In my former life I worked at the North American Mission Board in church planter assessment. There are quite a few people out there who sense a calling to plant a church in North America. I would set up training seminars at seminaries around the country teaching people how to assess potential church planters. The model that we used was from a behavioral psychologist by the name of Charles Ridley. One essential in behavioral psychology is that a person’s past behavior is the best predictor of their future performance. Often, with a high degree of accuracy one can assess if a person has what it takes to be an effective church planter.

You must first determine what are the behavioral competencies that are needed to be successful and this was the basis of his research. The second ingredient is that you must be able to draw out from the candidate the right information in order to properly assess and the right information is based on the depth of their past behavioral performance.

One such quality for a church planter is “the ability to start something from nothing”. For example if a person cannot give you a concrete example of ever starting something from nothing then they would not have that behavioral competency. After more discussion with them you see that their past experience really shows that they do much better at developing something that has already been started then. This would be a good indicator that being a lead church planter might not be the career path for them. They may be better suited for church development or revitalization than church planting.

With all of the missional talk going on in the evangelical world today I have been thinking about if there are certain behavioral competencies that can be identified in people who live this way.

I am going to start again (I think I have tried this before) to write about some characteristics that I hear talked about but most importantly characteristics that I observe in people whom I think do a great job living their lives in a missional sort of way.

Here is what I have so far.

On my list:

Intentionally engaging in the culture in which you are placed.
Having Margin in your life
Good at asking questions
An interesting person
Being natural
Willing to engage in conversation

What is on your list?

Tuesday, August 5, 2008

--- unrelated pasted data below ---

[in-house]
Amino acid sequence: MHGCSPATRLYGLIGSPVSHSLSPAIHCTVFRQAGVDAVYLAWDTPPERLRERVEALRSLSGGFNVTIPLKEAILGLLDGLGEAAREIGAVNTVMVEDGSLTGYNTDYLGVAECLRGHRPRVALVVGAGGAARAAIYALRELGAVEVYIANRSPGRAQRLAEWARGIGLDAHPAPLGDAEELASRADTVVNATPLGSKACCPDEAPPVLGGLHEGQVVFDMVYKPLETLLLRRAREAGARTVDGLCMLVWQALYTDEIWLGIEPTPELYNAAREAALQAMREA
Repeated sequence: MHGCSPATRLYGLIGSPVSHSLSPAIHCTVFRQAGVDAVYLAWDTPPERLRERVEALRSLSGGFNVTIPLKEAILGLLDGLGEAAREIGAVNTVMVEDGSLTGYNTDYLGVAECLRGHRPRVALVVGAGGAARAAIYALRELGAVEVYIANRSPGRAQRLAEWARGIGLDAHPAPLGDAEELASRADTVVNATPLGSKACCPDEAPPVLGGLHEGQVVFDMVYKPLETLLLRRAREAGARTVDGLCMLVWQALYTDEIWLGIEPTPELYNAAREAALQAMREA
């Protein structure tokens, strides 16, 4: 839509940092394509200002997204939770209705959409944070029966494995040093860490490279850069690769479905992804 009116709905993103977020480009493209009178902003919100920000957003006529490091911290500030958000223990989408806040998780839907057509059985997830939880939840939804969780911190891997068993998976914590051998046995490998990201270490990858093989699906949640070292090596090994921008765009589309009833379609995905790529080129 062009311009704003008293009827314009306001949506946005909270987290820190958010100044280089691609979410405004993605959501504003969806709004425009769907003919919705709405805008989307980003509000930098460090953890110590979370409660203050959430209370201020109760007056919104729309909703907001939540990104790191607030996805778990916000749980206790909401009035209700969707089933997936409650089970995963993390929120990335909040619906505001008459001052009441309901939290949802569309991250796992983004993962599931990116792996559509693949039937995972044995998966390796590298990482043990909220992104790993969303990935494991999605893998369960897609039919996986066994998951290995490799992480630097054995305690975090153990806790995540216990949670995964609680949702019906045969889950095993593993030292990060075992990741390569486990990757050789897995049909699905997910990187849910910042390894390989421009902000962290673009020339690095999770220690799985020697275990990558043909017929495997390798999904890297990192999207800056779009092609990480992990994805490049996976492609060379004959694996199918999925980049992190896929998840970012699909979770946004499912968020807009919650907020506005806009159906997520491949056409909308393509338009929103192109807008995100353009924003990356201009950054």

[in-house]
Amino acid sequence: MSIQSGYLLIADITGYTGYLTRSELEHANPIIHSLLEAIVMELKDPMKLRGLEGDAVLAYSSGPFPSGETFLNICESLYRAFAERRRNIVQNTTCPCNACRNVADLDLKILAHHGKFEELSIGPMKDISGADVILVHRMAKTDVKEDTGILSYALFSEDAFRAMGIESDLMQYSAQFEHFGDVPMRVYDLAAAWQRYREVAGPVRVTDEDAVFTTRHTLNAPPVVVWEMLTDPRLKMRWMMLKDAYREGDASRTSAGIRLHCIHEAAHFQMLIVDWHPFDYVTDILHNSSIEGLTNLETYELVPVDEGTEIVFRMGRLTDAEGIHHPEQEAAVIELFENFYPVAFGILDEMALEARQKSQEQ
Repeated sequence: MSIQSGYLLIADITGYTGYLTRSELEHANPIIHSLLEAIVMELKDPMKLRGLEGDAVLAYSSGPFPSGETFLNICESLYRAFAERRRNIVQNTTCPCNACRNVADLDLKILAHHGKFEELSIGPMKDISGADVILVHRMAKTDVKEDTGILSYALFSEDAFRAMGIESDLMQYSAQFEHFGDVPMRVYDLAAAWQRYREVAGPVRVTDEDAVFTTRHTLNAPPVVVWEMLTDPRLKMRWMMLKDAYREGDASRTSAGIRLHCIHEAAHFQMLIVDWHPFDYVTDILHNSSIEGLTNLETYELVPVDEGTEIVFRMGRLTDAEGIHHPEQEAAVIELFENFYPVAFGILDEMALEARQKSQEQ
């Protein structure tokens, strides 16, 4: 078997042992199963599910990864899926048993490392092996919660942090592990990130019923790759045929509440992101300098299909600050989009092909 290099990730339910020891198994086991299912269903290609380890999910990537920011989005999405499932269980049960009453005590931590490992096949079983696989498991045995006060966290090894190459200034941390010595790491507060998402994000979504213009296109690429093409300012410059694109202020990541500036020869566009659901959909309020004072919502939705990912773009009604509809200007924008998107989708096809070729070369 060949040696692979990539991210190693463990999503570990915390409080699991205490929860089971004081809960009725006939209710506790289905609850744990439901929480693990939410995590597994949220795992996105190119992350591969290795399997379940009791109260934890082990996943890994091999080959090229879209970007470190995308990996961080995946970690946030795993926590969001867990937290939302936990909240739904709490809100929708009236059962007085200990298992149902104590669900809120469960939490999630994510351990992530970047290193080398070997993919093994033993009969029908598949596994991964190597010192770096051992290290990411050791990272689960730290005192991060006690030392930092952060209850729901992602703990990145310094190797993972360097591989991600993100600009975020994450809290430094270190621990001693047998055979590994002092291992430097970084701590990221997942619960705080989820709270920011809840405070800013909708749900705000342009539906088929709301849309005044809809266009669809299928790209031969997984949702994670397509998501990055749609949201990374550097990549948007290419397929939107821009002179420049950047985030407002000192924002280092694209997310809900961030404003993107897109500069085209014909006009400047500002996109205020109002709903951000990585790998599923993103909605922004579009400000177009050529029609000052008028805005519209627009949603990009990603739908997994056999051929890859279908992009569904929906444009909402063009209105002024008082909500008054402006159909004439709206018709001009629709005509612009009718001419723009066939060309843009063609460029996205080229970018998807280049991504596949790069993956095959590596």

You can do it, We can help

Home Depot has a pretty cool slogan

“You can do it, We can help”.

I have working overseas in missions for almost 7 years now. I have been thinking lately that in the past I have taken the opposite of that slogan when it comes to applying it to volunteers going overseas on mission.

"I can you it. You can help me".

Over the last several years I have noticed that often groups come over from the states and they actually do things that I cannot always do. They bring a boundless energy to their time and effort. They are willing to try things that I may not try. They are willing to talk to strangers and try to strike up a conversation with most anyone. They pray for our city and people and do it for hours. They minister to me and my family.

I have come to realize that you indeed can do it and I need to help and even sometimes I need to just get out of the way. Sometimes people expect the missionary to have some special and mystic abilities to do things others cannot do but at the end of the day the Great Commission was given to all followers of Jesus and the part that sometimes we forget to emphasize is that the Holy Spirit goes with us. We are not alone as we go on the journey.
The Holy Spirit will guide, give strategic direction, give you Divine appointments, the words to say, boldness, and you can keep adding to this list.

I am so grateful for the people who have a calling to come here to minister alongside of us for short periods of time. We could not do it without you. Thanks for being obedient to the Great Commission.